Chez Daniel executive chef Wilver Sanchez interprets the cuisine of France with an eye for artful presentation, simple and fresh ingredients, and a creative sensibility. Attentive servers welcome diners with appetizing small plates, covering nude tables with plump escargot baked in garlic butter and house-smoked salmon toast. Lobster ravioli is tossed with saut?ed mushrooms before making a dazzling midmeal entrance in a mantle of roasted artichokes and lobster-tarragon sauce, while filet mignon is served with potatoes and a classic b?arnaise sauce. Chez Daniel also features a list of weekly specials. The dining room's exposed-brick, lofty archways, and elaborately adorned tables entice customers with an atmosphere as elegant as a tablecloth woven from Charlemagne?s beard.
Although the drive-thru of West Side Perk lets patrons easily grab their coffee to go, this café is no caffeine assembly line. Instead, owners Dave and Deb Irvin have sought to create a community-oriented cultural hub where locals can banter about significant issues, get some work done via free WiFi, and catch up with old friends over cups of gourmet coffee. The full menu of coffee, tea, and smoothies pairs up with a selection of sandwiches and soups that rotate by the day of the week or by which vegetable was not pardoned by the chef. When the lights begin to dim at week's end, the café entertains patrons with its Friday Night Movie Series, which showcases kid-friendly films to audiences nestled in the café's cushy seating.
Mediterranean Grill’s authentic kebabs, fresh hummus, and overflowing pitas have earned it not just one but six Best Middle Eastern awards from Creative Loafing—including those for 2012, 2010, and 2009—as well as a gushing news profile by CBS Atlanta. The eatery’s chefs earned these laudations by charbroiling tender cubes of sirloin and chicken, frying falafel patties to the perfect crisp, and layering phyllo dough with a blend of spinach, feta, and ricotta for spanakopita triangles that precisely illustrate the Pythagorean theorem. Guests can sit down to eat their wraps and kebab plates at the intimate dining room’s two-person tables and booths or call ahead to place orders for pickup, delivery, or catering.
Opa! Souvlaki's intuitive menu presents combo platters and à la carte dishes filled with healthful Greek fare at more than 75 locations in Canada, the Mall of America, and Paradise Valley Mall in Phoenix. Chefs skewer beef, chicken, lamb, and shrimp onto anything from toothpicks to fencing foils, then grill it to a crisp perfection in souvlaki dishes. The meats may come wrapped in a warm pita, drizzled in tzatziki sauce, and served with veggie-rich salads or fries seasoned with lemon juice, oregano, and salt. Opa! Souvlaki's website proudly displays the nutritional information and middle name of each dish.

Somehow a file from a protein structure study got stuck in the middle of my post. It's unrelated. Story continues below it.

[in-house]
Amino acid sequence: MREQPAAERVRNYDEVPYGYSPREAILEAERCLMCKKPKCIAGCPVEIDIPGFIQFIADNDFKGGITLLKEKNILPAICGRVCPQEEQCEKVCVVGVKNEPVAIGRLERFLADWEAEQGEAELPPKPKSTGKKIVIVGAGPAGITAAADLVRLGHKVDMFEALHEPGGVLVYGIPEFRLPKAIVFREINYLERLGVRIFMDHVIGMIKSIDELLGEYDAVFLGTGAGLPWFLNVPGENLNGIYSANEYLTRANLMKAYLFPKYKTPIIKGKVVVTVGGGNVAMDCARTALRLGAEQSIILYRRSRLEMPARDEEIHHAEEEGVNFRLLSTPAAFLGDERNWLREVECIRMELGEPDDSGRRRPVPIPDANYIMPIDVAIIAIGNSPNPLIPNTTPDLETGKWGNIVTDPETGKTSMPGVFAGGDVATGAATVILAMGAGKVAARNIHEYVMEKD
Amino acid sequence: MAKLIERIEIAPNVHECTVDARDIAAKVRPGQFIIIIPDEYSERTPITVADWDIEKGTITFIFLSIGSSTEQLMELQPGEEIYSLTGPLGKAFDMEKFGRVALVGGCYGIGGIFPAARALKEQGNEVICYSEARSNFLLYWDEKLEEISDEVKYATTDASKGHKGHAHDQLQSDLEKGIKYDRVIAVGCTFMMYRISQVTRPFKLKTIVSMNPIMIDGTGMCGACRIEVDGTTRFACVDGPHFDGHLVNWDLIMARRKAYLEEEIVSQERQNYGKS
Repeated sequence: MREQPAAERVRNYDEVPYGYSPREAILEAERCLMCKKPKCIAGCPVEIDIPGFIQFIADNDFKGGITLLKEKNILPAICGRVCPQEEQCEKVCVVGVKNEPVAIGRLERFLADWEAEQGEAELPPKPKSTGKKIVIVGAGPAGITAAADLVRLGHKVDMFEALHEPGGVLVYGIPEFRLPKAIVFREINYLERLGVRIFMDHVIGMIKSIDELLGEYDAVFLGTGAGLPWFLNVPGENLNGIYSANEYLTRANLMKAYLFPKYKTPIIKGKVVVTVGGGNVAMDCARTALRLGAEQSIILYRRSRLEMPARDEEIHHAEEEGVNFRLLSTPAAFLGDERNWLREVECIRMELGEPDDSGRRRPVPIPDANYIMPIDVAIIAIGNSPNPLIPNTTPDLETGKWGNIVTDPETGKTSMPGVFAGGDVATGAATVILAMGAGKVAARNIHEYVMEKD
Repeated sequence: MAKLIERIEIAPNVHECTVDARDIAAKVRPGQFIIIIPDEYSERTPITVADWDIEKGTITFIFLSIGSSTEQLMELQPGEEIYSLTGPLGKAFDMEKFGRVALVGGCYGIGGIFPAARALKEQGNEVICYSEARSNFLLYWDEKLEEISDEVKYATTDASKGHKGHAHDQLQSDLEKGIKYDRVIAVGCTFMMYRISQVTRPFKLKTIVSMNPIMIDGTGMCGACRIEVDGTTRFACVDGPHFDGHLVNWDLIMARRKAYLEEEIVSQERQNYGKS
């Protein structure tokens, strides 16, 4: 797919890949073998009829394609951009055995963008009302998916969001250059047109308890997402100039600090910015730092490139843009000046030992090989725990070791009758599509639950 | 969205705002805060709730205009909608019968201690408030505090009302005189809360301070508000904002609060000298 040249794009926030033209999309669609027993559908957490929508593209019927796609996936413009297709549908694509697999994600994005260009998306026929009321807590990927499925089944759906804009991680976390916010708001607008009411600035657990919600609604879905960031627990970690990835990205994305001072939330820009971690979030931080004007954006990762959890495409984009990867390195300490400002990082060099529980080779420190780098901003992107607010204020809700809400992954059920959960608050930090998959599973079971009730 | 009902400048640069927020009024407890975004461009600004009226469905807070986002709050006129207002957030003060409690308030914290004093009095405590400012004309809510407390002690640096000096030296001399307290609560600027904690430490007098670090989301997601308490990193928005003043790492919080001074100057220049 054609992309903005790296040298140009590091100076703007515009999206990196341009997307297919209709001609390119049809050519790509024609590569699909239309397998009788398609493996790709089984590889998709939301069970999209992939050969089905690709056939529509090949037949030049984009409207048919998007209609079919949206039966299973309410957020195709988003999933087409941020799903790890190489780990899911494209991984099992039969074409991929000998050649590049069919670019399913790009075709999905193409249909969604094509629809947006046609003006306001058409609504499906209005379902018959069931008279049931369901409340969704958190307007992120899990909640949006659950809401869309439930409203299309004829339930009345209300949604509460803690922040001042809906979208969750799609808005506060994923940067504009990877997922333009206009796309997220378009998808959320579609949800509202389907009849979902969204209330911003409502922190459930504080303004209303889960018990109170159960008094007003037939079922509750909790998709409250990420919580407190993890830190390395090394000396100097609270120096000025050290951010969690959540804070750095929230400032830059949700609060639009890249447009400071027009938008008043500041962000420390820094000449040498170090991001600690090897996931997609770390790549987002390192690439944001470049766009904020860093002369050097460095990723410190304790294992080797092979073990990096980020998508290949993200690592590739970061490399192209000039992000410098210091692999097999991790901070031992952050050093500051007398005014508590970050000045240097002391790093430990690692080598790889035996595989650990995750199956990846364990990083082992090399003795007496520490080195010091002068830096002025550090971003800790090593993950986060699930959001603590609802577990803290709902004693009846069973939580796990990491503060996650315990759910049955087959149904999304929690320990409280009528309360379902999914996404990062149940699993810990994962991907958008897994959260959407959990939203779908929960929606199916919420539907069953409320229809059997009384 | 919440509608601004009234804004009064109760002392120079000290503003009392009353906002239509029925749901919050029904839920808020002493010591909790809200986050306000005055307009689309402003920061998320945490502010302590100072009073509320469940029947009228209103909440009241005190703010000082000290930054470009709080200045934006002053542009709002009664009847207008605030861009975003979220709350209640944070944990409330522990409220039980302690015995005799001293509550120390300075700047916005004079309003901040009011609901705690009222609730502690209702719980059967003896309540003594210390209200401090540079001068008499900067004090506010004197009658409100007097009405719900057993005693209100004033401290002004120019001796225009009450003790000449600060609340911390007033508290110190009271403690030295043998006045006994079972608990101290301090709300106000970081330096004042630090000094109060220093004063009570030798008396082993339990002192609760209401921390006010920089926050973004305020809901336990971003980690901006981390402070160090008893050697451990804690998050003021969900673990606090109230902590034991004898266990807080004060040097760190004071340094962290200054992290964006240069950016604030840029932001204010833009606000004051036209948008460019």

Originally opened as the Top Hat Drive-In in 1953, Sonic has grown into a burger-franchise mecca that today operates out of 3,500 locations across the country, making it the nation’s largest chain of drive-in restaurants. Sonic specializes in made-to-order American classics—including burgers, hot dogs, milk shakes, and marshmallow Ford Thunderbolts—which customers order and receive without ever having to leave their cars. Unique menu items include toaster sandwiches stacked on thick slices of texas toast, as well as the brand’s signature tots and fresh limeades.
Sonic’s numerous awards include a 2011 Zagat survey ranking it among the top five fast-food restaurants in three categories: Best Value Menu, Best Milk Shake, and Best Drive-Thru. The benevolent eatery has also donated more than $2 million to public schools throughout the country through their program Limeades for Learning, which helps to fund educational projects and retirement plans for classroom guinea pigs.
More than 50 years go, Mike Ilitch was poised for major-league glory. An up-and-coming shortstop for the Detroit Tigers, his baseball finesse was blossoming when an injury derailed his sports career. But although the wound stunted his athletic aspirations, it steered him toward a new path, and on May 8, 1959, he and his wife opened the first Little Caesars location, a then-unheard-of carry-out-only joint. The career shift and novel technique eventually proved triumphant. Today, the pizzeria's iconic, toga-clad mascot adorns storefronts on five continents. In each shop, staffers forge the signature Hot-N-Ready pizza, a freshly baked pizza designed for instant pickup, and warm, garlicky Crazy bread. With a storied half-century under their belt, Mike Ilitch and his family strive to give back, supporting local organizations and creating their own charitable programs.